Costa Rica Trip Provides MBA Students Look at Responsible Corporate Behavior
February 13, 2015
Saint Leo University students gained insight into how corporations are managed internationally during an October 2014 trip to Costa Rica led by Regional Academic Director Dr. Craig Cleveland.
Global Business Management (MBA 575) students had the opportunity from October 4 to October 10 to look at some U.S. companies that are thriving in Costa Rica and to examine the multinational businesses’ policies and procedures regarding the environment.
“One thing we look at is sustainability,” Dr. Cleveland said. “We look at how companies can protect the environment as well as profit.”
The Global Business class ties into the university’s core value of responsible stewardship—the students examined the use of resources by the companies they studied.
Eleven students participated in the trip/course: three from University Campus, two from education centers, and six from online. They included: Miguel Rivera, Ronald Englehart, Katrina Williams, Bernadette Moore, Kelly Korwan, Kathleen Dooley, Christopher Kewley, Richard Mackey, Anthony Wise, Cecilia Fitzgerald, and Charles Alaynick.
On October 5, the class visited Doka Estate Coffee plantation in Alajuela. The Victor Ruiz family has owned and operated Doka Coffee since 1930 with the purchase of only 2 hectares of land, Dr. Cleveland said. “Don Clarindo [Vargas] decided to break tradition and purchase his own mill for coffee production instead of handing over the coffee crops to established mills,” he said. The family continued to expand the estate and today it consists of about 1,400 hectares of land. The plantation sits on 450 acres on the slopes of a volcano. Doka has a café, tasting station, and gift store to bolster brand awareness and revenue, Dr. Cleveland said. Tours are offered, and there is a butterfly garden on site.
The coffee estate visit was a favorite stop for the Global Business students. “We got to see firsthand how coffee is processed,” Dr. Cleveland said. “That fascinated me as well, to just go through each step. “We saw the bean planted, pulled off, going through the whole process. And the students were able to buy the product. We spent a lot on coffee!”
Also on October 5, the class visited the University for Peace in San Jose, which was created as part of the United Nations charter. The college offers on-campus and distance learning opportunities focusing on world peace, environmental impacts, social diversity, and global matters. Dr. Pasi Heikkurinen, an assistant professor, spoke to the Saint Leo class on Socioecological Responsibility in Business Organizations. “The main topic of the lecture focused on the inter-relationships and dependencies between people (humans), ecology (planet/environment), and business (profits),” Cleveland said.
CINDE Corp. was the next stop for the class on October 6. CINDE is a Costa Rican Investment Promotion Agency—a private, non-political organization founded in 1982. The topic for the visit was Investing in Costa Rica. CINDE limits the type of foreign direct investment into the country. Costa Rica is trying to lure firms in advanced manufacturing, technology based services, and life science fields.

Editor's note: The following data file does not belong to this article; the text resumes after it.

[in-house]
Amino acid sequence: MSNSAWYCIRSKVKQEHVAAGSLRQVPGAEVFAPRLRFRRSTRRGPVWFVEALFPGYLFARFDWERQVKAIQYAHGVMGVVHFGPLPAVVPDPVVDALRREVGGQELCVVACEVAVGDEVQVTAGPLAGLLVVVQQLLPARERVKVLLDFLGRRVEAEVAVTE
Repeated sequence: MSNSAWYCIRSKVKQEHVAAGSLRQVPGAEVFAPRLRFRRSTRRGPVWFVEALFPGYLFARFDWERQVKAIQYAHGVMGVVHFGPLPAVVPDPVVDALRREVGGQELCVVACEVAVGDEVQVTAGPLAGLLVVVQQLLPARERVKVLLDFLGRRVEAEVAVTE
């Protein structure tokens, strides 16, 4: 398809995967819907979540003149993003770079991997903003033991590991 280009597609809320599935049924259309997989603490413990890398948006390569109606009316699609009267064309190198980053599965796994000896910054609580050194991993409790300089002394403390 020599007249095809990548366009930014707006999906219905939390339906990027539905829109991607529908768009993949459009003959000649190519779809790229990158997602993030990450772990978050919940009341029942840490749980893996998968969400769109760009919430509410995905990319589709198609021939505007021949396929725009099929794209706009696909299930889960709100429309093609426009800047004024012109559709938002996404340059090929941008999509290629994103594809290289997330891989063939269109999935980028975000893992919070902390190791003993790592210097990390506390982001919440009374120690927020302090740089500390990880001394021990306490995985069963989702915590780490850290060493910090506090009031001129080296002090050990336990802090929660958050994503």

CINDE recruits and hires many women, Dr. Cleveland said, with between 65 percent and 75 percent of its employees being women. “That enlightened all the female students,” he said.
During the second half of the day, the class visited INCAE Business School in Alajuela. The university was created at the request of then-President John F. Kennedy, who initiated a partnership with the Harvard Business School. Saint Leo’s Global Business students attended a lecture on Costa Rica Trade and Sustainable Development. Dr. Victor Umana explained that Costa Rica is a mixture of a vast amount of different cultures and is the bridge between the North America and South America continents.
On October 7, the Saint Leo University students visited a Chiquita Banana facility. Dr. Nolan Quiros, a regional manager of corporate responsibility for Chiquita, discussed the size of the banana export market in Latin America. The Latin America and Caribbean region accounted for 81 percent of the total market. “Chiquita has embarked on an aggressive mission to further its corporate social responsibility [CSR],” Cleveland said. “Chiquita uses CSR as a driver for business and ethical performance.”
The tasty finale was a trip to CariBeans Chocolate, owned by Americans Jean and Paul Johnson. Their mission is to produce high quality chocolate that is locally sourced while having a positive social impact. Paul Johnson deals with associates and even competitors in a relationship fashion, Dr. Cleveland said, and the friendly approach has cost him. “Paul admits this approach has even led to the creation and strengthening of some of his competitors,” Dr. Cleveland said. His goal is to create a “Napa Valley” for chocolate and Johnson is looking for U.S. investors in his company.
The trip was not all work as the Saint Leo students earned a “Pura Vida Day” (free day) and toured Puerto Viejo on the Caribbean Sea. “The population was 60 to 70 percent Jamaican immigrants,” Dr. Cleveland said. “It felt like we were in Jamaica. It gave the students a different idea of how Costa Rica looked—it’s not just Latin America.”
Dr. Cleveland said international trips for Saint Leo students not only are enriching, but also give students a different outlook on how things are being operated internationally. “A lot of students don’t see how it comes full circle, how there is domestic business vs. international, and how they are connected,” he said. “By seeing how a company is run internationally, they see and gain insight on how to run companies domestically.”
Saint Leo students will have the opportunity to visit Costa Rica again this year, from October 4 to October 10, and will visit some other businesses.